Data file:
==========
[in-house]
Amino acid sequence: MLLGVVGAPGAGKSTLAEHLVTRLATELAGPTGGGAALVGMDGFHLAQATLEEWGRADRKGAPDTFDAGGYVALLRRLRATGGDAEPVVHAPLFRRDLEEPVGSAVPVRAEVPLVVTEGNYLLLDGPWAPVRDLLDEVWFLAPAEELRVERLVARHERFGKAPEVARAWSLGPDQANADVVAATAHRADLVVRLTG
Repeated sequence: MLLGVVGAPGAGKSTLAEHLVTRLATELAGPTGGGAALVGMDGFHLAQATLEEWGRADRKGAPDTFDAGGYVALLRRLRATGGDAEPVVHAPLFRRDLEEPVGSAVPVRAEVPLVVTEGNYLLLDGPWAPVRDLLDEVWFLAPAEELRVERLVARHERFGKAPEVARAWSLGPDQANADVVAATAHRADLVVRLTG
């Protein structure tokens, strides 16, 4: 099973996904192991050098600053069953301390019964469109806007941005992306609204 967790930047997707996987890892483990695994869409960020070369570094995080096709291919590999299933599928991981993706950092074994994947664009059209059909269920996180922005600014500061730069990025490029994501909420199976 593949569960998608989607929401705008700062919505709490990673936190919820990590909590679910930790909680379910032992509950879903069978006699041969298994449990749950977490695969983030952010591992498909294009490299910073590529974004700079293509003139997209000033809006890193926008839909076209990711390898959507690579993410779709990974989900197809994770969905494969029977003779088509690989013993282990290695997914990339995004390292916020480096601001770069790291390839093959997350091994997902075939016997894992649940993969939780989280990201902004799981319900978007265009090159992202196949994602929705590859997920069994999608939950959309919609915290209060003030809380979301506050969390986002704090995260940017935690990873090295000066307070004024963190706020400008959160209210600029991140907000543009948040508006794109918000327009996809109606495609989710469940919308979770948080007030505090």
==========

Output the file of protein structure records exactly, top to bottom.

[in-house]
Amino acid sequence: MLLGVVGAPGAGKSTLAEHLVTRLATELAGPTGGGAALVGMDGFHLAQATLEEWGRADRKGAPDTFDAGGYVALLRRLRATGGDAEPVVHAPLFRRDLEEPVGSAVPVRAEVPLVVTEGNYLLLDGPWAPVRDLLDEVWFLAPAEELRVERLVARHERFGKAPEVARAWSLGPDQANADVVAATAHRADLVVRLTG
Repeated sequence: MLLGVVGAPGAGKSTLAEHLVTRLATELAGPTGGGAALVGMDGFHLAQATLEEWGRADRKGAPDTFDAGGYVALLRRLRATGGDAEPVVHAPLFRRDLEEPVGSAVPVRAEVPLVVTEGNYLLLDGPWAPVRDLLDEVWFLAPAEELRVERLVARHERFGKAPEVARAWSLGPDQANADVVAATAHRADLVVRLTG
């Protein structure tokens, strides 16, 4: 099973996904192991050098600053069953301390019964469109806007941005992306609204 967790930047997707996987890892483990695994869409960020070369570094995080096709291919590999299933599928991981993706950092074994994947664009059209059909269920996180922005600014500061730069990025490029994501909420199976 593949569960998608989607929401705008700062919505709490990673936190919820990590909590679910930790909680379910032992509950879903069978006699041969298994449990749950977490695969983030952010591992498909294009490299910073590529974004700079293509003139997209000033809006890193926008839909076209990711390898959507690579993410779709990974989900197809994770969905494969029977003779088509690989013993282990290695997914990339995004390292916020480096601001770069790291390839093959997350091994997902075939016997894992649940993969939780989280990201902004799981319900978007265009090159992202196949994602929705590859997920069994999608939950959309919609915290209060003030809380979301506050969390986002704090995260940017935690990873090295000066307070004024963190706020400008959160209210600029991140907000543009948040508006794109918000327009996809109606495609989710469940919308979770948080007030505090």